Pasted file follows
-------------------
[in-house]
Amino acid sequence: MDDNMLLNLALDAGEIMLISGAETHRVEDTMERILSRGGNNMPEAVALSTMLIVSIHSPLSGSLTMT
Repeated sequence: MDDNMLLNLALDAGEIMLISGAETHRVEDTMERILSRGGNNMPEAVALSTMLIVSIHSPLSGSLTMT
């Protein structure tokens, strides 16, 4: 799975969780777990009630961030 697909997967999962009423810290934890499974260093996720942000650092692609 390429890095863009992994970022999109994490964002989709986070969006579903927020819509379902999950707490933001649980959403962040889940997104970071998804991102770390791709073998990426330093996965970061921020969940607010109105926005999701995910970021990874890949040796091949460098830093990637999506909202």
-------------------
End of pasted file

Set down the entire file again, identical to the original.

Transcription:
[in-house]
Amino acid sequence: MDDNMLLNLALDAGEIMLISGAETHRVEDTMERILSRGGNNMPEAVALSTMLIVSIHSPLSGSLTMT
Repeated sequence: MDDNMLLNLALDAGEIMLISGAETHRVEDTMERILSRGGNNMPEAVALSTMLIVSIHSPLSGSLTMT
């Protein structure tokens, strides 16, 4: 799975969780777990009630961030 697909997967999962009423810290934890499974260093996720942000650092692609 390429890095863009992994970022999109994490964002989709986070969006579903927020819509379902999950707490933001649980959403962040889940997104970071998804991102770390791709073998990426330093996965970061921020969940607010109105926005999701995910970021990874890949040796091949460098830093990637999506909202």